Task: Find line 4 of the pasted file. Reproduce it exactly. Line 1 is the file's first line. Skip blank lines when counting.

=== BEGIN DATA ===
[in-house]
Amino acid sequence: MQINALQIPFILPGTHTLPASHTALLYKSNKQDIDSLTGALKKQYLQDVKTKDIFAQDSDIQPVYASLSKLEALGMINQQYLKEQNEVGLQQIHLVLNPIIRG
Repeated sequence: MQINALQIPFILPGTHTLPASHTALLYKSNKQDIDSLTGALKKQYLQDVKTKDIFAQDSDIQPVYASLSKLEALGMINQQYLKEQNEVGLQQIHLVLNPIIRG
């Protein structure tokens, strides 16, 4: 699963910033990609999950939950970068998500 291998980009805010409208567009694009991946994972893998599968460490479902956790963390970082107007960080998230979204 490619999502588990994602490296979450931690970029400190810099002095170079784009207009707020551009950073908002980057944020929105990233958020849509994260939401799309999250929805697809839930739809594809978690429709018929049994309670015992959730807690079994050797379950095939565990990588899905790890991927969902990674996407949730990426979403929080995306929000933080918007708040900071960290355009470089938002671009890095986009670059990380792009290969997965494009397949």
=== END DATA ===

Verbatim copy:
């Protein structure tokens, strides 16, 4: 699963910033990609999950939950970068998500 291998980009805010409208567009694009991946994972893998599968460490479902956790963390970082107007960080998230979204 490619999502588990994602490296979450931690970029400190810099002095170079784009207009707020551009950073908002980057944020929105990233958020849509994260939401799309999250929805697809839930739809594809978690429709018929049994309670015992959730807690079994050797379950095939565990990588899905790890991927969902990674996407949730990426979403929080995306929000933080918007708040900071960290355009470089938002671009890095986009670059990380792009290969997965494009397949």